The businessman leading a bid to buy Wrexham FC has applied for planning permission to develop part of the Racecourse ground.
The plans include a replacement stand, retail and flats
Car dealer Neville Dickens has lodged a formal application for outline planning permission with Wrexham council.
He and the consortium hoping to buy the club - which is in administration - want a new stand, along with private apartments and student accommodation.
The council said a decision would be taken at the "earliest opportunity".
The League Two club went into administration in 2004 with debts of more than £4m.
It must be sold by 3 June, when it will have been in administration for the maximum 18 months - or it could be expelled from the Football League.
Mr Dickens and his business partner Geoff Moss signed a month-long "exclusivity deal" with the administrators which expires on 30 April, and have until then to secure purchase of the Racecourse ground.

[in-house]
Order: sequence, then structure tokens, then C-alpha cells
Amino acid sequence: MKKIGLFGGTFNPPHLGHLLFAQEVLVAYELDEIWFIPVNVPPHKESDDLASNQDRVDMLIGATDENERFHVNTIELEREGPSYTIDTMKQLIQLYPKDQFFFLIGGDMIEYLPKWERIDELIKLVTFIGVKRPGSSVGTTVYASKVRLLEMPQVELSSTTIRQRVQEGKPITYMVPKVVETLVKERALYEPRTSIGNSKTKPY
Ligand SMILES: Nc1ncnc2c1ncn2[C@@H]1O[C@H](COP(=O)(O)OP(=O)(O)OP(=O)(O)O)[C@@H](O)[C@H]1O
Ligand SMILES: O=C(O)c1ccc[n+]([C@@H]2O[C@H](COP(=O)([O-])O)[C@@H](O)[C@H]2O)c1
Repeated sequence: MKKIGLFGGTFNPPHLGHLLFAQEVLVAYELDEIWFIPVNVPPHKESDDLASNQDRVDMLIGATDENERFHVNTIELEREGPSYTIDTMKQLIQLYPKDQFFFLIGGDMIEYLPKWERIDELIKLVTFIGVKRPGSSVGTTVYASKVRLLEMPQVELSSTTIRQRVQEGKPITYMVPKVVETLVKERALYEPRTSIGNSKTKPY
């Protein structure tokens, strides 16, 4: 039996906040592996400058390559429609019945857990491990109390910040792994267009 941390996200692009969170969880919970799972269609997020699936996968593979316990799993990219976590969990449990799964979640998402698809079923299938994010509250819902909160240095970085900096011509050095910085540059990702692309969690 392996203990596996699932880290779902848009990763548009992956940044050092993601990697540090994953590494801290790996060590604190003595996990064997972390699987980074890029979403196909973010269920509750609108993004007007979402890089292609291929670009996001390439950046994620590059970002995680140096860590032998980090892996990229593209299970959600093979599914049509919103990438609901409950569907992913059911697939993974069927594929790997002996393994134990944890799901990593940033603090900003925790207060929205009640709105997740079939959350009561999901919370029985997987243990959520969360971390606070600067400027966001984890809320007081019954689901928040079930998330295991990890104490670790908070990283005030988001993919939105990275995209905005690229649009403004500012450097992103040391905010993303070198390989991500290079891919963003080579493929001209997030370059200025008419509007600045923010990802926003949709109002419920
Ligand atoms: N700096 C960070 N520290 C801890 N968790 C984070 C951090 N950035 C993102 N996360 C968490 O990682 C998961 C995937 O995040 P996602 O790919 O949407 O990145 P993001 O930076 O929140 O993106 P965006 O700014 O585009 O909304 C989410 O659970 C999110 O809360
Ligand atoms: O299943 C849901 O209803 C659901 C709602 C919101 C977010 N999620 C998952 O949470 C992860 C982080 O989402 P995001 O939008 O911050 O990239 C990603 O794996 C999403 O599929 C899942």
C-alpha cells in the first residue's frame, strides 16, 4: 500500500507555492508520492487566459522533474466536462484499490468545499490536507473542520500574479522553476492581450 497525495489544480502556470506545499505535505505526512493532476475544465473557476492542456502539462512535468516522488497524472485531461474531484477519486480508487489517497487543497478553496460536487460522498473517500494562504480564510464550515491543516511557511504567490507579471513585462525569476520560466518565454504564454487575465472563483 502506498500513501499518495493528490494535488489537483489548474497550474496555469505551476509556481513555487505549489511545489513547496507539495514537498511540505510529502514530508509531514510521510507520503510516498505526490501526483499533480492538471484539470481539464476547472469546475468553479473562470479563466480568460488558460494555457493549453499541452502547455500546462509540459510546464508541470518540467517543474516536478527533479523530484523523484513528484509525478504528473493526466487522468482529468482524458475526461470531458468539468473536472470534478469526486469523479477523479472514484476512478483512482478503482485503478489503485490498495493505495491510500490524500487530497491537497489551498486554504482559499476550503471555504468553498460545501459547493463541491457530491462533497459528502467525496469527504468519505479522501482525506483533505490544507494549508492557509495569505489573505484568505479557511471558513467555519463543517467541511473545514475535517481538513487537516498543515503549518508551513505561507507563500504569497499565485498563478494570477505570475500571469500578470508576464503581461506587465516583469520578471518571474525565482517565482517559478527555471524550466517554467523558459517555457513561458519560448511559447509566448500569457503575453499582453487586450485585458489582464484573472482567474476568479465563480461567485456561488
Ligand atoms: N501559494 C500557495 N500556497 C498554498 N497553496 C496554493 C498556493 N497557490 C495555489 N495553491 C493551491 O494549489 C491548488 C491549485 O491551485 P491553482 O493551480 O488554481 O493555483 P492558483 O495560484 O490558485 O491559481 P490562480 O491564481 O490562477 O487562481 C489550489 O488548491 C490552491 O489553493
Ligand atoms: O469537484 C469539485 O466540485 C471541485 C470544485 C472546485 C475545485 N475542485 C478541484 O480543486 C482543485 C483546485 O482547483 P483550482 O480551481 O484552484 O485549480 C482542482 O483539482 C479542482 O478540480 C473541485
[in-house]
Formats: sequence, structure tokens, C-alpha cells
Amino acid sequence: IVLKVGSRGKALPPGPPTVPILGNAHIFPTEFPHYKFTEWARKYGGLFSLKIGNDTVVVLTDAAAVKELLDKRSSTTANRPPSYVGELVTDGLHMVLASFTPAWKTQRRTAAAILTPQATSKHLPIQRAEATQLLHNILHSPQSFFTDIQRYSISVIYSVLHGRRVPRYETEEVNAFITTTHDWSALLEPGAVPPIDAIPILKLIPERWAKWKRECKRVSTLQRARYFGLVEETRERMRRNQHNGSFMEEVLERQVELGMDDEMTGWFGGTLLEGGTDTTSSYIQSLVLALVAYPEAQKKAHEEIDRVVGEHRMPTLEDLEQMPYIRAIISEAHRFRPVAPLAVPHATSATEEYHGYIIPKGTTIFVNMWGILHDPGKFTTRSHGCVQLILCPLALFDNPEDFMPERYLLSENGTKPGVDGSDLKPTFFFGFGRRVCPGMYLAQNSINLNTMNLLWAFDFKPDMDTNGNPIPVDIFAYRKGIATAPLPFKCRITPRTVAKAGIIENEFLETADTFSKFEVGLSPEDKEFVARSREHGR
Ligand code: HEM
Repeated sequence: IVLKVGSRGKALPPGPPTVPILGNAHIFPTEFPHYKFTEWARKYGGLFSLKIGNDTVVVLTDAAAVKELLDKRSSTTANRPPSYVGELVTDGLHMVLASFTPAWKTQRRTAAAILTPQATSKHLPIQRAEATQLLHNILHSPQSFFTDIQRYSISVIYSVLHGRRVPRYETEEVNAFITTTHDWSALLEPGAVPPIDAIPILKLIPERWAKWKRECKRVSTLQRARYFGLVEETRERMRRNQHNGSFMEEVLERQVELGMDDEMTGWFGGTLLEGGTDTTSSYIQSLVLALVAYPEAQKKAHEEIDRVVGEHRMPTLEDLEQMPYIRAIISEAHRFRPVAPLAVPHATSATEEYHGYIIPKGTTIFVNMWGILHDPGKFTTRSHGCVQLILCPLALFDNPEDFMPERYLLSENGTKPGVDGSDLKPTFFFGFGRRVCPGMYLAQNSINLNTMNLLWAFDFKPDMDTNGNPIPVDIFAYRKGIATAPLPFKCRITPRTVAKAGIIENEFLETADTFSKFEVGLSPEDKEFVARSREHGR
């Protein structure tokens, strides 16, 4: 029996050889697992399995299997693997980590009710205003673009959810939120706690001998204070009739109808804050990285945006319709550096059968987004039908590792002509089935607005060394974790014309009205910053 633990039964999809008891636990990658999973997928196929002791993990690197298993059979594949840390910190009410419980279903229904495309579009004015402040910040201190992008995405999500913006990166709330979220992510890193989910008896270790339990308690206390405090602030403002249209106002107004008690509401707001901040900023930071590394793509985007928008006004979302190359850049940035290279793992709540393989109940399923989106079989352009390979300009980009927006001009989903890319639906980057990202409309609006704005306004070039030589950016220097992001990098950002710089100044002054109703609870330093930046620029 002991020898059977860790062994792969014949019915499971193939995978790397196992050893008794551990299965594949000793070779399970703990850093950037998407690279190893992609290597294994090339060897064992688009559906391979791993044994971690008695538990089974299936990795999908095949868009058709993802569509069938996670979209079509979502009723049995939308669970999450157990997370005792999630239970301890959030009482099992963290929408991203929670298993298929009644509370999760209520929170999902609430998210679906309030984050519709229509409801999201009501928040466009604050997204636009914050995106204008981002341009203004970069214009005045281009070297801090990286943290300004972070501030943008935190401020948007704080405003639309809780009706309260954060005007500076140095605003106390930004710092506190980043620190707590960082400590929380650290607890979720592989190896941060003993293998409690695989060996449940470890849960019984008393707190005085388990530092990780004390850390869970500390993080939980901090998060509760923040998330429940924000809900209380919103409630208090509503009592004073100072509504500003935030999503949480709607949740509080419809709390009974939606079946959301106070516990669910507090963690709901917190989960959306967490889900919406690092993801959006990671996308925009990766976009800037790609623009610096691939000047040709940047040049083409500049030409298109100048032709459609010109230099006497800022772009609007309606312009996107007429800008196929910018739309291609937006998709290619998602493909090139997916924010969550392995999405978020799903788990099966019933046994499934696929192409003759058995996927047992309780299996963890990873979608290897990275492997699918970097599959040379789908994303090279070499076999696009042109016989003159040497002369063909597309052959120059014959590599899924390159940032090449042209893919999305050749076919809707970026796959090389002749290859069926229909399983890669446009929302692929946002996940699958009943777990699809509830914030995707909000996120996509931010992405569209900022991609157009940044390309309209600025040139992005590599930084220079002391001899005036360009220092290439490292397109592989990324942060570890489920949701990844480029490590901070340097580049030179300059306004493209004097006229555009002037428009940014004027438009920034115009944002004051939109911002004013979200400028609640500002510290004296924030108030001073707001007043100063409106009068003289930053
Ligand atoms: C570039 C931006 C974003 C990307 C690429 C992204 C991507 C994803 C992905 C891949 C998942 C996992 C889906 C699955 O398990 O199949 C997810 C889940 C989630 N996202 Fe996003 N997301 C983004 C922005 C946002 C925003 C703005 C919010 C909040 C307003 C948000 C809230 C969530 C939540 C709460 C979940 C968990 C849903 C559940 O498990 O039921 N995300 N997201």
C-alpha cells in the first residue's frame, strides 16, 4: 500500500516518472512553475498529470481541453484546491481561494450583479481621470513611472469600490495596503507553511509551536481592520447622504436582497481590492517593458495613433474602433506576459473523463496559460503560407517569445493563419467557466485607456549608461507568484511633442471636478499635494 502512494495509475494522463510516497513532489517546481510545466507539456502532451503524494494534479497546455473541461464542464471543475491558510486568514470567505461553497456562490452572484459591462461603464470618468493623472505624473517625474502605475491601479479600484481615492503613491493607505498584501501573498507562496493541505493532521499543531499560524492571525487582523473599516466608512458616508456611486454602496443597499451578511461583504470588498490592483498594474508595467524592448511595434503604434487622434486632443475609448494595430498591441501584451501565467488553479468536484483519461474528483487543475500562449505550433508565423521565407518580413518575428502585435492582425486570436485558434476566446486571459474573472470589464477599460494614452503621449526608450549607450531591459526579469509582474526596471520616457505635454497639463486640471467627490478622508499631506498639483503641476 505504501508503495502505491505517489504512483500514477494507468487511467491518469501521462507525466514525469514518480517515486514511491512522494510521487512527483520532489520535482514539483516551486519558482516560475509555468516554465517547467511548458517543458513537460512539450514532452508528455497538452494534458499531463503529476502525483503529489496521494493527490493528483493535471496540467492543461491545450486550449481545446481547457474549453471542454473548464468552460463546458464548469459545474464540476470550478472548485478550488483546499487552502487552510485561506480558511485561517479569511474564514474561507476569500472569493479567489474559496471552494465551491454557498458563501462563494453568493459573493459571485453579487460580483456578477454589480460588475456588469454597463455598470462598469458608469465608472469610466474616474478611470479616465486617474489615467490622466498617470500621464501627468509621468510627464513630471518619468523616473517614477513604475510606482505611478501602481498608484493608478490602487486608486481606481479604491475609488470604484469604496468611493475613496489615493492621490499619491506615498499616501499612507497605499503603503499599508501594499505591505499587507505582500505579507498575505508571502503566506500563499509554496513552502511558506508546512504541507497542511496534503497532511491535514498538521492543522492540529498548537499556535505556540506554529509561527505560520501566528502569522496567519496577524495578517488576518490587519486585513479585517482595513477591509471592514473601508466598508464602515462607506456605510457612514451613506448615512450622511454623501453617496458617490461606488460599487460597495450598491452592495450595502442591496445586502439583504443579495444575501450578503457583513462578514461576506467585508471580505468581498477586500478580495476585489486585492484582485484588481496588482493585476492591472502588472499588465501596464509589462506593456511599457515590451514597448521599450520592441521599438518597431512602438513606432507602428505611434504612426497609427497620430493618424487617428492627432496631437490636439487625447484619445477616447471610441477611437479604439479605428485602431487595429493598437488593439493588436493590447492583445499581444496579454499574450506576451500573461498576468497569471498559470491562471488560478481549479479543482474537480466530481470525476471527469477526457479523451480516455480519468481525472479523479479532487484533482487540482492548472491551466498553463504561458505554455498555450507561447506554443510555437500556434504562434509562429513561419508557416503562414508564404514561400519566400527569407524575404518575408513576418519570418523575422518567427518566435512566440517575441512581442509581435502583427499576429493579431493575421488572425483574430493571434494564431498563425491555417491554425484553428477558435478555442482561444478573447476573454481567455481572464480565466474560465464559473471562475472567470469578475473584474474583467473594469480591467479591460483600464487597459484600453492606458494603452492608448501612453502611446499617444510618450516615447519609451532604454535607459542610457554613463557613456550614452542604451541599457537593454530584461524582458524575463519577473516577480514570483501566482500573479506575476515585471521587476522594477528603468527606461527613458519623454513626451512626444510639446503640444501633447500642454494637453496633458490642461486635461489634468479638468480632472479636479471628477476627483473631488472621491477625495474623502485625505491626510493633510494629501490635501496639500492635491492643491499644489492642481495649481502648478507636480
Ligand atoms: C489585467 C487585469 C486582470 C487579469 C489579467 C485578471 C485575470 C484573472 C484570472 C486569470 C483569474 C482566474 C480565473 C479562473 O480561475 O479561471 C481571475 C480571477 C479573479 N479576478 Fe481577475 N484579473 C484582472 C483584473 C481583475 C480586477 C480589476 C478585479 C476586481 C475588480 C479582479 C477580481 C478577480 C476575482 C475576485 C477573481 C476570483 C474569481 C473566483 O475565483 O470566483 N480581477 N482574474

It is thought they want to develop and get the club back into profit before selling it on.
As part of the proposed development, Mr Dickens would demolish his own car showroom, which currently stands next to a corner of the ground.
He has already pledged to plough any profits back into the club.
The proposals, which were submitted to the council on Monday, include an outline application to demolish the east stand - Kop terrace behind the goal - and car showroom "to facilitate a mixed use development"
This will be private residential apartments, student accommodation, retail and site for a new stand.
Fans are waiting to see if the consortium's bid is accepted
Mr Dickens is said to have the backing of Wrexham fans - who have regularly campaigned to safeguard the club's future.
Obtaining outline planning permission could be key to his hopes of buying the ailing club.
He did not wish to discuss the planning application, but is said to be "confident".
The idea of developing luxury flats and a replacement stand in place of the Kop was put forward as a rescue plan by Wrexham Supporters' Trust in July 2004.
After going into administration, the club received a 10-point penalty in May 2005, relegating The Dragons to League Two.
Following a lengthy legal battle, London's appeal court ruled last month that the administrators, not former chairman Alex Hamilton, should retain ownership of the ground.